1998 SM165: A large Kuiper belt object with an irregular shape

W. Romanishin, S. C. Tegler, T. W. Rettig, G. Consolmagno, B. Botthof

Research output: Contribution to journalArticlepeer-review

14 Scopus citations


The recent discovery of an ancient reservoir of icy bodies at and beyond the orbit of Neptune - the Kuiper belt - has opened a new frontier in astronomy. Measurements of the physical and chemical nature of Kuiper belt objects (KBOs) can constrain our ideas of the processes of planet formation and evolution. Our 1.8-m Vatican Advanced Technology Telescope and charge-coupled device camera observations of the KBO 1998 SM165 indicate its brightness periodically varies by 0.56 magnitudes over a 4-h interval. If we assume a uniform albedo of 0.04, which is typical of values found in the literature for a handful of KBOs, and an "equator-on" aspect, we find 1998 SM165 has axes of length 600 × 360 km. If our assumptions are correct, such dimensions put 1998 SM165 among the largest elongated objects known in our solar system. Perhaps long ago, two nearly spherical KBOs of comparable size coalesced to form a compound object, or perhaps 1998 SM165 is the residual core of a catastrophic fragmentation of a larger precursor.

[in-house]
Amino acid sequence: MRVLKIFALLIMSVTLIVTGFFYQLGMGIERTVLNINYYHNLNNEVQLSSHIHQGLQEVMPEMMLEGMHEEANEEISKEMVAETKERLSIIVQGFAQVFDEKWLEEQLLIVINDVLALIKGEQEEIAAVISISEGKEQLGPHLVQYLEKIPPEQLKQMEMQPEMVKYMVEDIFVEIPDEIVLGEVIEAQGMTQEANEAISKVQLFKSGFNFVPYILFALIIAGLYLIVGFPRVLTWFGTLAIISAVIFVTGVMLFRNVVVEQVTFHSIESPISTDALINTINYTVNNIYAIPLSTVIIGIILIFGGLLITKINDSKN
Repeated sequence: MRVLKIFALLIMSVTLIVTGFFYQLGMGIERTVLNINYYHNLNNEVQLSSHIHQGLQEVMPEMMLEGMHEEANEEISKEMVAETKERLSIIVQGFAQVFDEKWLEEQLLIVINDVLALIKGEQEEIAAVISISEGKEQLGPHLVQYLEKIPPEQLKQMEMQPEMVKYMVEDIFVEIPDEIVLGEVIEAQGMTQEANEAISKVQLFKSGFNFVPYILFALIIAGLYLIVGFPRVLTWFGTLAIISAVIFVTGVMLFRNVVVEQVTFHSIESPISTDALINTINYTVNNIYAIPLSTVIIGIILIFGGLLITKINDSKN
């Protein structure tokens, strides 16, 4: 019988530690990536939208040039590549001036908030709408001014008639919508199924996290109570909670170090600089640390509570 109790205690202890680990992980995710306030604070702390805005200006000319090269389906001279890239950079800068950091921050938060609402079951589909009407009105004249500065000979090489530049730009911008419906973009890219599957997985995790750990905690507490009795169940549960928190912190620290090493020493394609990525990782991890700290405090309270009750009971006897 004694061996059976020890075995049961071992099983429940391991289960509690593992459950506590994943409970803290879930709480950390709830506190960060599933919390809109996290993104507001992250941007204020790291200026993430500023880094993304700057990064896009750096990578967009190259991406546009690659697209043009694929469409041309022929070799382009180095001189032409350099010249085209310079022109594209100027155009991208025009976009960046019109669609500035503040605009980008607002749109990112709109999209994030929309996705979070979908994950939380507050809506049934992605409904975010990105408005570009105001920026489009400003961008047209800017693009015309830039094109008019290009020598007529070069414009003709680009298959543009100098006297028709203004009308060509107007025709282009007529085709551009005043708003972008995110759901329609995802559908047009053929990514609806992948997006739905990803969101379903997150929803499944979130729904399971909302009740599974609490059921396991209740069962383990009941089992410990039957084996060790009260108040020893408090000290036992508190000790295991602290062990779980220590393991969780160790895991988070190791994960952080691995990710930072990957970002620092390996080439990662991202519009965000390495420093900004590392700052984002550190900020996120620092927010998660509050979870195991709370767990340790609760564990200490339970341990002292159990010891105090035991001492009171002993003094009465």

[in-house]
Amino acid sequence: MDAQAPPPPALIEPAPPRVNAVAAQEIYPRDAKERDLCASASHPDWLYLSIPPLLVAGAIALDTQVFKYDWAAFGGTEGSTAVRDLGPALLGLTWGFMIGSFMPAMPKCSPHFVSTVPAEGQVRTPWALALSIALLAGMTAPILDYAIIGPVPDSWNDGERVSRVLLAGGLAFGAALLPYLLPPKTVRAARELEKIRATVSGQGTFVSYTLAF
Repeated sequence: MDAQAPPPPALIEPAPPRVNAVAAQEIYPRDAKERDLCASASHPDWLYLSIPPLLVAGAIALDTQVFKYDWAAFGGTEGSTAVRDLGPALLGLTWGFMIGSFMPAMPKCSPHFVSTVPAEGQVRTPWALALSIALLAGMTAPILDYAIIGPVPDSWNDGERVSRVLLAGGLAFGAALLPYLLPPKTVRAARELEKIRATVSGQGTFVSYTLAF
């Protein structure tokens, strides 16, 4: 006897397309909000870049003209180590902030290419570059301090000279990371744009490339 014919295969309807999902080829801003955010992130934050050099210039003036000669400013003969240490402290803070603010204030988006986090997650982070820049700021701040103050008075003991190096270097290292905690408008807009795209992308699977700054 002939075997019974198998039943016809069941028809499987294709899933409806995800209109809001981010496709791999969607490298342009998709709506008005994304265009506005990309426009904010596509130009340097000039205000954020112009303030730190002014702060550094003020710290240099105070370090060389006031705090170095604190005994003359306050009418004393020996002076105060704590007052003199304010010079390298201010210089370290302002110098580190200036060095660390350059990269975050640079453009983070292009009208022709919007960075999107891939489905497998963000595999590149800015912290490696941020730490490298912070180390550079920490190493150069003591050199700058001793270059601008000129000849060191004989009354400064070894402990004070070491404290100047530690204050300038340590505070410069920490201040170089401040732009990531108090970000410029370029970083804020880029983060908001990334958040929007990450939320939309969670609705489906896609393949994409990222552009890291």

Original languageEnglish (US)
Pages (from-to)11863-11866
Number of pages4
JournalProceedings of the National Academy of Sciences of the United States of America
Issue number21
StatePublished - Oct 9 2001

ASJC Scopus subject areas

  • General


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